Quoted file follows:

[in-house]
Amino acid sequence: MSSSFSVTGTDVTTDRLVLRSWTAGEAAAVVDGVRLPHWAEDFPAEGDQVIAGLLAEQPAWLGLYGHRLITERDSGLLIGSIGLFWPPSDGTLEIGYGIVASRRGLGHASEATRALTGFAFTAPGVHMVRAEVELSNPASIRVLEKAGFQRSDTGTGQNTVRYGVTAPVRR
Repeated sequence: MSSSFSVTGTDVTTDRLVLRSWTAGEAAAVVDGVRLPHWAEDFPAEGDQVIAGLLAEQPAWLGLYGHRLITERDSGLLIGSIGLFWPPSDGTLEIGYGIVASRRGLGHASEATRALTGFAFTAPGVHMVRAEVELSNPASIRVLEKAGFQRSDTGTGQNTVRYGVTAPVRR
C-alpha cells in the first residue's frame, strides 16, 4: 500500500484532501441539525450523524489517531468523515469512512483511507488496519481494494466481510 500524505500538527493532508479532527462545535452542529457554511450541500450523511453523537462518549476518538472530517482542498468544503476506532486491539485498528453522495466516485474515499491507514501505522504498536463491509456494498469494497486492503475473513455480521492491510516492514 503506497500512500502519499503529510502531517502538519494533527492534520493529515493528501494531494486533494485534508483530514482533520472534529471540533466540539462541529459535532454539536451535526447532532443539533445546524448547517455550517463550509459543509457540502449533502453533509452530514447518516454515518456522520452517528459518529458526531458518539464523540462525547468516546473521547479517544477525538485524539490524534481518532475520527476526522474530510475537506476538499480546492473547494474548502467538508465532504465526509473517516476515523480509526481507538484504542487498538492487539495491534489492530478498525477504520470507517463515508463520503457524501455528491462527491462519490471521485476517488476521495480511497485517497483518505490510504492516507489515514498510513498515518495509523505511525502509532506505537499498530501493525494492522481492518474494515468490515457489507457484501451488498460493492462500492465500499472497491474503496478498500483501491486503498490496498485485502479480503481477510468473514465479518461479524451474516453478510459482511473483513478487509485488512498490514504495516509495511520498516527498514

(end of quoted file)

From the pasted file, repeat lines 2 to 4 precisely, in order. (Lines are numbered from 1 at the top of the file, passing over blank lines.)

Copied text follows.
Amino acid sequence: MSSSFSVTGTDVTTDRLVLRSWTAGEAAAVVDGVRLPHWAEDFPAEGDQVIAGLLAEQPAWLGLYGHRLITERDSGLLIGSIGLFWPPSDGTLEIGYGIVASRRGLGHASEATRALTGFAFTAPGVHMVRAEVELSNPASIRVLEKAGFQRSDTGTGQNTVRYGVTAPVRR
Repeated sequence: MSSSFSVTGTDVTTDRLVLRSWTAGEAAAVVDGVRLPHWAEDFPAEGDQVIAGLLAEQPAWLGLYGHRLITERDSGLLIGSIGLFWPPSDGTLEIGYGIVASRRGLGHASEATRALTGFAFTAPGVHMVRAEVELSNPASIRVLEKAGFQRSDTGTGQNTVRYGVTAPVRR
C-alpha cells in the first residue's frame, strides 16, 4: 500500500484532501441539525450523524489517531468523515469512512483511507488496519481494494466481510 500524505500538527493532508479532527462545535452542529457554511450541500450523511453523537462518549476518538472530517482542498468544503476506532486491539485498528453522495466516485474515499491507514501505522504498536463491509456494498469494497486492503475473513455480521492491510516492514 503506497500512500502519499503529510502531517502538519494533527492534520493529515493528501494531494486533494485534508483530514482533520472534529471540533466540539462541529459535532454539536451535526447532532443539533445546524448547517455550517463550509459543509457540502449533502453533509452530514447518516454515518456522520452517528459518529458526531458518539464523540462525547468516546473521547479517544477525538485524539490524534481518532475520527476526522474530510475537506476538499480546492473547494474548502467538508465532504465526509473517516476515523480509526481507538484504542487498538492487539495491534489492530478498525477504520470507517463515508463520503457524501455528491462527491462519490471521485476517488476521495480511497485517497483518505490510504492516507489515514498510513498515518495509523505511525502509532506505537499498530501493525494492522481492518474494515468490515457489507457484501451488498460493492462500492465500499472497491474503496478498500483501491486503498490496498485485502479480503481477510468473514465479518461479524451474516453478510459482511473483513478487509485488512498490514504495516509495511520498516527498514